Columbia’s largest celebration of film might not feel particularly celebratory this year.
Many of the best films in this year’s version of Indie Grits are serious, bordering on melancholy. Film viewers at Nickelodeon Theatre or the other venues will be doing more thinking than laughing. Not that that is a bad reaction. After all, the Grits in the name is as much a reference to gritty Southern films as to Southern food.
“Every year, it’s a little different,” said Seth Gadsden, the festival’s co-director. “It just seemed the films we thought were strongest this year were serious.”
Several documentaries deal with struggles – from dealing with a family member on death row (“The Road to Livingston”) to stopping the Keystone XL Pipeline (“Above All Else”). The fictional drama “As it is in Heaven” follows a religious sect struggling with an end-of-days prophecy that doesn’t come. Even the S.C.-based “Lighter,” which deals with a comedian and pokes fun at Southern conventions, has a dark undertone and features two suicide attempts.
Gadsden sees the overall tenor of the more than 100 film submissions – up by 30 percent over last year – as indicative of “where the mood is among people of a certain age. Most (of the movie creators) are in their 20s and 30s, and it speaks a lot to what’s happening now.”
Economic and global political uncertainties are on the minds of young adults in the South, creating a contemplative round of films. The official Indie Grits flier uses the phrase “Terror and agony and confusion and yes, occasional happiness.”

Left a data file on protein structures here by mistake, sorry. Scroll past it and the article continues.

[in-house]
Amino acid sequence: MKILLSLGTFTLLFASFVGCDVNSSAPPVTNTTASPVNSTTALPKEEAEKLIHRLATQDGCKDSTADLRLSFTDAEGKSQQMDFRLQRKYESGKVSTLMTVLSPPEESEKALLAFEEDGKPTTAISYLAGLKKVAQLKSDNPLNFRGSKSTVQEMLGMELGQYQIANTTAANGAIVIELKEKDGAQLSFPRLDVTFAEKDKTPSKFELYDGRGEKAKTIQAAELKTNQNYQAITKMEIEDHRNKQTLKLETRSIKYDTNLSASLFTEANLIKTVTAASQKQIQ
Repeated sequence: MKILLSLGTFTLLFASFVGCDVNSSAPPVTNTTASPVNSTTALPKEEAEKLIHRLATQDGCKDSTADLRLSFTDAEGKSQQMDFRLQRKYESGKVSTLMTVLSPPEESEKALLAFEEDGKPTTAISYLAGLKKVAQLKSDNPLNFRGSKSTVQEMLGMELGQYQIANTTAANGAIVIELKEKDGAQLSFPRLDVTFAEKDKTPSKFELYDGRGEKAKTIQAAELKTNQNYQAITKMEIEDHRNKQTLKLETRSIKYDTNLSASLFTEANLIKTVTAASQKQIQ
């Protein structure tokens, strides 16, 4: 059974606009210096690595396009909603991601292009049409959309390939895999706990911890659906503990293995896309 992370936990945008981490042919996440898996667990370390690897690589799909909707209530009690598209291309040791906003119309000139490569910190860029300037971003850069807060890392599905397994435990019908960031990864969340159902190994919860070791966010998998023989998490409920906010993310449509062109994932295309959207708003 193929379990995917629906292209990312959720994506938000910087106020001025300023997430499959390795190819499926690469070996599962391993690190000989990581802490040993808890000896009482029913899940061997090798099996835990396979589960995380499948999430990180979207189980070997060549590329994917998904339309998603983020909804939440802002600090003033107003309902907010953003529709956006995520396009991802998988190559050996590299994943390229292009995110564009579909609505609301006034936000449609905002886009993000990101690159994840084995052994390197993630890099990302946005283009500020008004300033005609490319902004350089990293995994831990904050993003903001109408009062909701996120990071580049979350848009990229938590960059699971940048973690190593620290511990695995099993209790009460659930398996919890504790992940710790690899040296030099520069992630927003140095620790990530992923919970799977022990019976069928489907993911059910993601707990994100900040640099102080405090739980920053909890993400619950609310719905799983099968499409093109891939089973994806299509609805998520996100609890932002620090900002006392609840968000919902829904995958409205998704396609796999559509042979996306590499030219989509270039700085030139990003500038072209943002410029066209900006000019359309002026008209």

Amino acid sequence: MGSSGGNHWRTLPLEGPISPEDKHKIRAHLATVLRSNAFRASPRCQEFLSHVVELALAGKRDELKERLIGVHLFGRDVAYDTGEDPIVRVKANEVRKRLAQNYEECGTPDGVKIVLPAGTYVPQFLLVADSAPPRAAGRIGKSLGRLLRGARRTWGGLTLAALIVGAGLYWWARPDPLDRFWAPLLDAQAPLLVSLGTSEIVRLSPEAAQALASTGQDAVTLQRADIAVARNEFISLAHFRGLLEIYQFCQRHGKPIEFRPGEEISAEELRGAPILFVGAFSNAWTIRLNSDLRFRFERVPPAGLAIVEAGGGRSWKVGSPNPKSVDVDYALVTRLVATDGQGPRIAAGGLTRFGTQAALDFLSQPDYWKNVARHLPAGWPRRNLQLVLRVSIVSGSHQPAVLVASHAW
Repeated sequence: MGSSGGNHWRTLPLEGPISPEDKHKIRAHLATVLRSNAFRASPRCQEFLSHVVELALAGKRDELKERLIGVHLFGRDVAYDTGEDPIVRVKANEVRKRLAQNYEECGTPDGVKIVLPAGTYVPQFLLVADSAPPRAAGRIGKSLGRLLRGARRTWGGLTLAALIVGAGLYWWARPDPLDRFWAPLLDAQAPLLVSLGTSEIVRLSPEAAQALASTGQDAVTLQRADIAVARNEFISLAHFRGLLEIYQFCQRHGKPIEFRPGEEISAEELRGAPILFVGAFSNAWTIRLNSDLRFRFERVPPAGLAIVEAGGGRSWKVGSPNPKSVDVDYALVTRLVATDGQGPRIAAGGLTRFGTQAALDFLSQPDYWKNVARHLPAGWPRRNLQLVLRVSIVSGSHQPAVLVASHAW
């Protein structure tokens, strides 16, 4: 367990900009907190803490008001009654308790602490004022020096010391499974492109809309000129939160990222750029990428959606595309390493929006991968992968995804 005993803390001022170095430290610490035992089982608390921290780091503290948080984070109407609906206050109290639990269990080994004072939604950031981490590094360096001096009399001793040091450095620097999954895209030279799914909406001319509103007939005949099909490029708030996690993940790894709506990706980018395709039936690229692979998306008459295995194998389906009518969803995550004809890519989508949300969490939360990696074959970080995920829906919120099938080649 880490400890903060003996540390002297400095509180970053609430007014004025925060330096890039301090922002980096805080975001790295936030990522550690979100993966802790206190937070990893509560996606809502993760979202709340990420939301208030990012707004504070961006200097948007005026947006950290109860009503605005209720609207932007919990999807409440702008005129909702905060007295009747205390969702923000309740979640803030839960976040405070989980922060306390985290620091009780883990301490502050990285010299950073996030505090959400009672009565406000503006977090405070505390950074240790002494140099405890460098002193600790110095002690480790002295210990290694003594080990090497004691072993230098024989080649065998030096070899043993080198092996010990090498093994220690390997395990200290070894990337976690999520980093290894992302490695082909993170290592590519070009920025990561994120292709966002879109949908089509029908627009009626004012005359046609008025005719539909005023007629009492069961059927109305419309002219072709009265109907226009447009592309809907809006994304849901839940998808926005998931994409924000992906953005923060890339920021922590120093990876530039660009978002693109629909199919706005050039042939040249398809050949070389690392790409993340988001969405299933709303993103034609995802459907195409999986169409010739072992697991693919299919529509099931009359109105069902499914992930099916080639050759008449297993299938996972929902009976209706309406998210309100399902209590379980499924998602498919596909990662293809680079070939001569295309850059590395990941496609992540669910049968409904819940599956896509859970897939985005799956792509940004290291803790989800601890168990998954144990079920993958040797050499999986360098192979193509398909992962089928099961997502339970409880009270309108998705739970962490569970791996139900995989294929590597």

If you like films that force the brain synapses to fire, you’ll have plenty of choices at the festival from April 11-20. And you can counter the film seriousness with the growing list of fun-oriented events.
• The popular Spork in Hand Puppet Slam dominates the first weekend, adding a third show of adult-themed hilarity this year.
• Indie Bits, the celebration of gaming and interactive media, expands from a satellite event to an all-day extravaganza on Tuesday, April 15.
• And because the festival lands on a week when most of the local schools are on spring break, the Kindie Grits youth-related programs feature two Saturday workshops and a weeklong Indie Camp Remixed for a select group of high school students.
• A new addition this year is The Weekly Review, a late-night variety show hosted by actor/comedian Toby David, who started the show in Philadelphia before moving it to New Orleans. Indie Grits will mark The Weekly Review’s first time out on the road.
The Athens, Ga.-based band of Montreal will brings its mix of experimental music and pop to the Columbia Museum of Art with opening act Mood Rings. Listen to of Montreal’s latest work, “Lousy With Sylvianbriar” – or just read song titles like “Sirens of Your Toxic Spirit” or “Imbecile Rages” – and you’ll understand how they fit this year’s unintentional theme.
Gadsden sees those events as a broadening of the festival’s appeal as well as an extension of the film-related theme. Many of the puppeteers also create films, so the Puppet Slam is an extension of their work. The gaming industry and the film industry have begun to intertwine, and Indie Bits gets out in front of that.
Showcasing the synchronicity of the festival, the North Carolina bluegrass band Mipso will perform during The Weekly Review and also is the subject of a short documentary “Mipso in Japan” showing at the Tapp’s Art Center on April 19.
Pulling all of the events together is a challenge for the organizers, “but it’s really fun to do something like this with all these people,” Gadsden said. “It’s a chance for us to turn Columbia for a week into what we hope it could be all the time.”